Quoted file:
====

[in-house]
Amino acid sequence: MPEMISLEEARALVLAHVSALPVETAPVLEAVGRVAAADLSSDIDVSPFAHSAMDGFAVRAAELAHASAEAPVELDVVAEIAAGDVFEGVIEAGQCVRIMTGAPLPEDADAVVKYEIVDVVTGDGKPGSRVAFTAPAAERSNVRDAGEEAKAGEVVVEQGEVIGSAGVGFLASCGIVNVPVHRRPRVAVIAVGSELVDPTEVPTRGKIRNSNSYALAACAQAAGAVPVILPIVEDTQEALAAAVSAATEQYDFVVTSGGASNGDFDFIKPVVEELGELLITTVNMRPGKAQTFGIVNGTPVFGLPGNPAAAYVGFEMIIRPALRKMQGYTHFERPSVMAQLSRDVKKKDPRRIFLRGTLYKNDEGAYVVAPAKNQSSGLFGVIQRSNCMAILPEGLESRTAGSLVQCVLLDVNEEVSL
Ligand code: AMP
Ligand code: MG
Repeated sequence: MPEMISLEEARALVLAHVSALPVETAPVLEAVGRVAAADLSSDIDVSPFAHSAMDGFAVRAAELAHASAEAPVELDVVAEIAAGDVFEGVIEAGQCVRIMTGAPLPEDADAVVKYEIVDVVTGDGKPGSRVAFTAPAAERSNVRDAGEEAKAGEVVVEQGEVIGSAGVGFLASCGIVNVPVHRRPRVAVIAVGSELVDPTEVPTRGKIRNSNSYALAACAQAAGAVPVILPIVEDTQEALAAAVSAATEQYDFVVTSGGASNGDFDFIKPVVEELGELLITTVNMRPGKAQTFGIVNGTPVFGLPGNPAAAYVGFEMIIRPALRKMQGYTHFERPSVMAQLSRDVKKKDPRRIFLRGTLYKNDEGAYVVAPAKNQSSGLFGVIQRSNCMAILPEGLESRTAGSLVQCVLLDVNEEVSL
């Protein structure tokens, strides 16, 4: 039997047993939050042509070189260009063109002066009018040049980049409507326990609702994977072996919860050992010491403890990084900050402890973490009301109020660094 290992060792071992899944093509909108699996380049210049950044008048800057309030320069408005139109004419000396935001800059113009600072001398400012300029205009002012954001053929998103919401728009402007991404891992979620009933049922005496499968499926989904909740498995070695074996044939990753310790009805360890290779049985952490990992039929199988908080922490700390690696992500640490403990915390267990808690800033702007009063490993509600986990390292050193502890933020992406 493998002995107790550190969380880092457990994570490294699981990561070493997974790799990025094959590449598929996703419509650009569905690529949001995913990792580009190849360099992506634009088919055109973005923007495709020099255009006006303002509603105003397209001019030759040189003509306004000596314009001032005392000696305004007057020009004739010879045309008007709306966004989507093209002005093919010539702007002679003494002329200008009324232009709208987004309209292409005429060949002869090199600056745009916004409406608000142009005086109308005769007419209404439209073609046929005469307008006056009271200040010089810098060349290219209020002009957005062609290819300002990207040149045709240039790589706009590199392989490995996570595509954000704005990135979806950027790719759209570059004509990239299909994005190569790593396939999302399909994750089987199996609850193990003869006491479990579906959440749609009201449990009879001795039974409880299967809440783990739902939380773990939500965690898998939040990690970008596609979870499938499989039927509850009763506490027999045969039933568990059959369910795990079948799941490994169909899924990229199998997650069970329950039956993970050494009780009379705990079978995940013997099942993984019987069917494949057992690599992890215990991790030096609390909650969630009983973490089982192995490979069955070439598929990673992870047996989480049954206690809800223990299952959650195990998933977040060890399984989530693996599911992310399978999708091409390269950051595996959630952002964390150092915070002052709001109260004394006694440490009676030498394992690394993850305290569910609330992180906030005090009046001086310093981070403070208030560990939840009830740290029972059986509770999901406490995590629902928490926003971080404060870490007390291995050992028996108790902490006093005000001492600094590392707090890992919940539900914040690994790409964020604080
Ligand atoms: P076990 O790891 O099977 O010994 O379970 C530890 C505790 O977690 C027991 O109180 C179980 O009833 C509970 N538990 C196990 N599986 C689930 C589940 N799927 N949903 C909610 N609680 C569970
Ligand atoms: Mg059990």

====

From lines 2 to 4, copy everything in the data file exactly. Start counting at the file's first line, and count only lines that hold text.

Amino acid sequence: MPEMISLEEARALVLAHVSALPVETAPVLEAVGRVAAADLSSDIDVSPFAHSAMDGFAVRAAELAHASAEAPVELDVVAEIAAGDVFEGVIEAGQCVRIMTGAPLPEDADAVVKYEIVDVVTGDGKPGSRVAFTAPAAERSNVRDAGEEAKAGEVVVEQGEVIGSAGVGFLASCGIVNVPVHRRPRVAVIAVGSELVDPTEVPTRGKIRNSNSYALAACAQAAGAVPVILPIVEDTQEALAAAVSAATEQYDFVVTSGGASNGDFDFIKPVVEELGELLITTVNMRPGKAQTFGIVNGTPVFGLPGNPAAAYVGFEMIIRPALRKMQGYTHFERPSVMAQLSRDVKKKDPRRIFLRGTLYKNDEGAYVVAPAKNQSSGLFGVIQRSNCMAILPEGLESRTAGSLVQCVLLDVNEEVSL
Ligand code: AMP
Ligand code: MG